Having complete ownership of what I’m working on is also very appealing. I know a bit about what it’s like to be in control of development of something — MarkItDown is the “realest” product I have so far — and I enjoy the freedom that comes with it. Of course, it has challenges too, but hard things make people learn. I like to think I am okay at a broad range of things, so having complete freedom to make something completely as I want it appeals to me. Again, there’s a caveat worth mentioning, which is that as soon as there are users with thoughts and opinions of my product I will have to respond and develop with their feedback in mind, so I won’t quite have the freedom to do anything and everything that I would have otherwise done.

Being in charge also makes me responsible for the success or failure of the venture, where the risks and rewards are all mine. Compare this with a regular office job where you are essentially a cog (or resource) in a big machine and are generally insulated from much of what is happening. It’s very safe, but that makes it, in a way, boring. Part of the appeal is that this is riskier and there are so many potential outcomes, many of which are very good. Work isn’t meant to be a case of going somewhere and doing something every day just because you get paid to do it. Work is meant to be the thing you do where you make great things or do great things and make the world a better place.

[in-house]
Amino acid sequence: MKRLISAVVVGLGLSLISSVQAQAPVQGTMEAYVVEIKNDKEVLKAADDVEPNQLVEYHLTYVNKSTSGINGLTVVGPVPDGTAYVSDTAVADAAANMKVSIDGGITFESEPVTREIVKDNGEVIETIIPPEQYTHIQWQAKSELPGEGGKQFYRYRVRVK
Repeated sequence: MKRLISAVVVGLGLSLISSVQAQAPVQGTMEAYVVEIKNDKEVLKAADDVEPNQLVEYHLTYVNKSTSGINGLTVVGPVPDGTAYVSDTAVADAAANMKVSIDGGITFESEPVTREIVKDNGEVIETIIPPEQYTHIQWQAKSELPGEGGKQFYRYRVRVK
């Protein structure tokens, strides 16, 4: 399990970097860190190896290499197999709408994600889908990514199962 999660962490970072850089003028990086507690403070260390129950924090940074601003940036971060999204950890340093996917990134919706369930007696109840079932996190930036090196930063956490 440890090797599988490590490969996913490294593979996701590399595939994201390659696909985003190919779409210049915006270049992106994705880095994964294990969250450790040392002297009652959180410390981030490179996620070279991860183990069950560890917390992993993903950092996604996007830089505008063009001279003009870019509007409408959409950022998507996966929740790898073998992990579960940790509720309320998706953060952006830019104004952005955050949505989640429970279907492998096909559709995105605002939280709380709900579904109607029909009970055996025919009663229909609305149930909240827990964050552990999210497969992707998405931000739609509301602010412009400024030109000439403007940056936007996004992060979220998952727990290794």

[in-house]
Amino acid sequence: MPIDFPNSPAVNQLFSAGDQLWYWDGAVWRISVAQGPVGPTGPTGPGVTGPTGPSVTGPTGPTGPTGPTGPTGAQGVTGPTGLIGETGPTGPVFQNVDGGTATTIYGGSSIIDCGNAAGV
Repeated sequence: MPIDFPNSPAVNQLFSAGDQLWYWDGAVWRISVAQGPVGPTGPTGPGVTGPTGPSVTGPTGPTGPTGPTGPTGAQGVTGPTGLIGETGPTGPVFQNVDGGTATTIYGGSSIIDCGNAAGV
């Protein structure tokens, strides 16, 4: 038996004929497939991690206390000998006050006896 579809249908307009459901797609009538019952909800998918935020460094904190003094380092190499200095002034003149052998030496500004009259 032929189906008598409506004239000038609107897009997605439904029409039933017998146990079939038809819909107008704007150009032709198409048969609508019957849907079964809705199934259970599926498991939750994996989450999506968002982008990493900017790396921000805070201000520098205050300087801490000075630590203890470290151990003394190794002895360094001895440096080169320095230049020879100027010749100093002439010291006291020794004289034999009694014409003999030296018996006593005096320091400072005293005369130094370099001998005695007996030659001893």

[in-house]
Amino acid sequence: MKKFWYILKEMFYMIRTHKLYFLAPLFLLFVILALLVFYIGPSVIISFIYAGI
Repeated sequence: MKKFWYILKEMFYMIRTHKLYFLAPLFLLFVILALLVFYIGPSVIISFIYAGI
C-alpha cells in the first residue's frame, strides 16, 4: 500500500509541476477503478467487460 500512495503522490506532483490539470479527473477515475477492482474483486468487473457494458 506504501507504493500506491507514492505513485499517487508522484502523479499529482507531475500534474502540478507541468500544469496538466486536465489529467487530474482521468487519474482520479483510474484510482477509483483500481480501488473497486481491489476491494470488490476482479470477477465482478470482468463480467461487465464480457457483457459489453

Furthermore, being in charge of an entire product and company requires knowledge of many things, and I would love to have a more thorough knowledge of this. From a design point of view, I will have control over exactly what the website I’m going to create looks like. From a software development point of view, I’ll have control over how it behaves. From a user experience perspective, I’ll have control over how people interact with it. From a product development perspective, I get to choose when to add which features and how this will develop over time. From a marketing perspective, I will be responsible for finding users. And then there’s the job of making sure I don’t run out of money, finding and hiring technically excellent people who will also form the culture of the company, working out how to manage teams of people, and much more.